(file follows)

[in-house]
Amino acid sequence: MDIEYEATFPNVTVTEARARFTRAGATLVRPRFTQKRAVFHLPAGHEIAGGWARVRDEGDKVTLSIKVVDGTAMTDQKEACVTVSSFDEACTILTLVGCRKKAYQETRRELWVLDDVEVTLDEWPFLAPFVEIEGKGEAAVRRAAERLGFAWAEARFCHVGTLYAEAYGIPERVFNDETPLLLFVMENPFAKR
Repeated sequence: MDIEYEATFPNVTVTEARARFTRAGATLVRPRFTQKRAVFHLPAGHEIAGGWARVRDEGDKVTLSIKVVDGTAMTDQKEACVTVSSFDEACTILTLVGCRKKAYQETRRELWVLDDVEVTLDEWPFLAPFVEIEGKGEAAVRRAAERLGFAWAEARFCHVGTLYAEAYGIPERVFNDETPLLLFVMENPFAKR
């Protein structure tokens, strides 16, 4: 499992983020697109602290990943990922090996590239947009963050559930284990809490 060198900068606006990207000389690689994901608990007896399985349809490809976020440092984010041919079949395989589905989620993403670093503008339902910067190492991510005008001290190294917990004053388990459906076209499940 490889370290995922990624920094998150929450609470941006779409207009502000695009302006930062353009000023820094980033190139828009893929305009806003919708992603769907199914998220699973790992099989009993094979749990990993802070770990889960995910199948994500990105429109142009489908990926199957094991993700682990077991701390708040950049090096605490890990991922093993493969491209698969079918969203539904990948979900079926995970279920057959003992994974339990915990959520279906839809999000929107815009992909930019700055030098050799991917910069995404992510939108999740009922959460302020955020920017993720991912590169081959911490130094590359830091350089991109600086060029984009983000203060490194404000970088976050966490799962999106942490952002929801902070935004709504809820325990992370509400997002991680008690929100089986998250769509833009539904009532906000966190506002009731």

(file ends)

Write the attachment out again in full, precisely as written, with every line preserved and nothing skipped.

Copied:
[in-house]
Amino acid sequence: MDIEYEATFPNVTVTEARARFTRAGATLVRPRFTQKRAVFHLPAGHEIAGGWARVRDEGDKVTLSIKVVDGTAMTDQKEACVTVSSFDEACTILTLVGCRKKAYQETRRELWVLDDVEVTLDEWPFLAPFVEIEGKGEAAVRRAAERLGFAWAEARFCHVGTLYAEAYGIPERVFNDETPLLLFVMENPFAKR
Repeated sequence: MDIEYEATFPNVTVTEARARFTRAGATLVRPRFTQKRAVFHLPAGHEIAGGWARVRDEGDKVTLSIKVVDGTAMTDQKEACVTVSSFDEACTILTLVGCRKKAYQETRRELWVLDDVEVTLDEWPFLAPFVEIEGKGEAAVRRAAERLGFAWAEARFCHVGTLYAEAYGIPERVFNDETPLLLFVMENPFAKR
């Protein structure tokens, strides 16, 4: 499992983020697109602290990943990922090996590239947009963050559930284990809490 060198900068606006990207000389690689994901608990007896399985349809490809976020440092984010041919079949395989589905989620993403670093503008339902910067190492991510005008001290190294917990004053388990459906076209499940 490889370290995922990624920094998150929450609470941006779409207009502000695009302006930062353009000023820094980033190139828009893929305009806003919708992603769907199914998220699973790992099989009993094979749990990993802070770990889960995910199948994500990105429109142009489908990926199957094991993700682990077991701390708040950049090096605490890990991922093993493969491209698969079918969203539904990948979900079926995970279920057959003992994974339990915990959520279906839809999000929107815009992909930019700055030098050799991917910069995404992510939108999740009922959460302020955020920017993720991912590169081959911490130094590359830091350089991109600086060029984009983000203060490194404000970088976050966490799962999106942490952002929801902070935004709504809820325990992370509400997002991680008690929100089986998250769509833009539904009532906000966190506002009731």